Revisiting 1982 – Conan the Barbarian

It is time for the seventh entry in my year-long series in which I revisit some of the most classic films to be released 30 years ago in the year 1982 (the year of my birth).

For the second month in a row, the film I will be discussing will be film I saw at the TIFF Bell Lightbox as part of their summer series on the films of Arnold Schwarzenegger and Sylvester Stallone.  This time it is the film that made Schwarzenegger a known name – Conan the Barbarian. As always, there may be SPOILERS in this discussion.

Let’s begin.

This film was one of Arnold Schwarzenegger’s first major film roles and along with The Terminator, released two years later, it helped to make Schwarzenegger one of the biggest action stars of the 1980s and 1990s.

This was my first time seeing the film and I constantly observed two things – the film was cheesy as hell and horribly dated (which only made it more cheesy).  That said, the campy tone only helped to add to the fun of the film.

One thing I noted was that there was barely any dialogue for the first act of the movie and that Schwarzenegger gave a mostly silent performance for the first half hour or so.  There was narration throughout by the character of The Wizard, who is one of the many characters in the film that seemed to perpetrate Asian stereotypes.  Speaking of stereotypes, this is definitely not a feminist movie, since most of the women in the film (including the lead Valeria) are objectified in some way and often end up in bed with Conan.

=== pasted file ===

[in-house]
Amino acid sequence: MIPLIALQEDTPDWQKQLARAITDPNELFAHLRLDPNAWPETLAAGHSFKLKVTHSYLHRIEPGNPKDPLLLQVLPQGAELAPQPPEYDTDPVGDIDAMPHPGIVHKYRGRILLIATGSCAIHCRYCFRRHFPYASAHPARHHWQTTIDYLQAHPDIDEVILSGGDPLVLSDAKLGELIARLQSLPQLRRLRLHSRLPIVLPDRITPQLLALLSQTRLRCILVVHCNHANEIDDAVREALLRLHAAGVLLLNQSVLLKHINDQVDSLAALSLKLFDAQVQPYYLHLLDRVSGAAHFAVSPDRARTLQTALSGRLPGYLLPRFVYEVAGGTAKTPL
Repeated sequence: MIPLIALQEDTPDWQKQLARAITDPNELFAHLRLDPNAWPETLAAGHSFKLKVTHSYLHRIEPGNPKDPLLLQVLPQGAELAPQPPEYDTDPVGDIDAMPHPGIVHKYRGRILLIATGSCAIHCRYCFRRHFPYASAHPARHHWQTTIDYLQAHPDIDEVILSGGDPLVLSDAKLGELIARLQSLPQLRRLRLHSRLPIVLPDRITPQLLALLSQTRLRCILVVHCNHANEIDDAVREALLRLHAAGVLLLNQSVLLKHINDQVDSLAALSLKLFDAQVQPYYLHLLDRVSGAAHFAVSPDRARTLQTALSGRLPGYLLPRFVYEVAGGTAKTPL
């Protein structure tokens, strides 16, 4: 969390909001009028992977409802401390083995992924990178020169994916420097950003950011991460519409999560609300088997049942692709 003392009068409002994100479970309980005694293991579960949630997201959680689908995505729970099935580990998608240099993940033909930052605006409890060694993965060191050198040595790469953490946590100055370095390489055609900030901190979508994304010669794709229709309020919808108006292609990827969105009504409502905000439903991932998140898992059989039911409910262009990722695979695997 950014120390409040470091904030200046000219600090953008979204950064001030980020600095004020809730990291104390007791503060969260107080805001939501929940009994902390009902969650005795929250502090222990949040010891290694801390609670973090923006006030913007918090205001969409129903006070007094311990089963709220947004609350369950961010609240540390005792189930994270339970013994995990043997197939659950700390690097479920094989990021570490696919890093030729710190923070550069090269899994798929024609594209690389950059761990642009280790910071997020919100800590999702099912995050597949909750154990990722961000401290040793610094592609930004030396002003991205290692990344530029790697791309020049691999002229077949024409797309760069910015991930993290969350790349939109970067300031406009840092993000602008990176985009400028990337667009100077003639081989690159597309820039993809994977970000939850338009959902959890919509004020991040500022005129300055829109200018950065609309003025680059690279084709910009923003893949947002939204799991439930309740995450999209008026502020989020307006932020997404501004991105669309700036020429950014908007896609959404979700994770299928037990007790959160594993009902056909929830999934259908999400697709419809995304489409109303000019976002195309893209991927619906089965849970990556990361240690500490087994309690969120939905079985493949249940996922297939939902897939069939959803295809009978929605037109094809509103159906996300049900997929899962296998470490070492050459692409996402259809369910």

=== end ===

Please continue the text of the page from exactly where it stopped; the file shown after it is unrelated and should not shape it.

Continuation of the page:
The film has a somewhat basic revenge story with Conan wanting to find the man who killed his parents.  This man is the character of Thulsa Doom, played by James Earl Jones.  He is definitely one of the least prominent villains I have seen in a film, with most of the dirty work being handed to one of his two main henchmen.  Doom appears briefly in the film’s prologue and doesn’t appear again for nearly an hour.  It’s also a shame that a man with such a powerful voice as James Earl Jones only has two major dialogue scenes.  At least he has more to do than Max Von Sydow, who makes what is essentially a cameo that sets the plot into motion.

Another observation I have about the film is that most of the major battle scenes don’t happen until late in the film.  It’s almost humourous watching now-outdated battle scenes that show people getting essentially knocked over with the sword prop, with the occasional blood spurt.  Some of the better gore effects are saved until the end of the film when one of Thulsa Doom’s henchmen get impaled in a track or when Doom himself is finally decapitated by Conan.

There is a more fantastical element to the film that it only really skimmed on.  At one point Conan fights with a giant snake and there is even a moment when Thulsa Doom inexplicably transforms into a python.  After Conan is injured and left for dead, there is a ceremony performed by The Wizard, which results in these (clearly animated) red spirits to show up and try to claim Conan.  Finally, in the most head scratching moment, Valeria returns from the dead during the final battle to help out Conan.

I will finish off my discussion with a video of the most humourous moment in the film – Conan Punching a Camel:

Next month we move back into the science fiction realm as I will be checking out the original TRON.

Sean Kelly Author

Sean Patrick Kelly is a self-described über-geek, who has been an avid film lover for all his life. He graduated from York University in 2010 with an honours B.A. in Cinema and Media Studies and he likes to believe he knows what he’s talking about when he writes about film (despite occasionally going on pointless rants).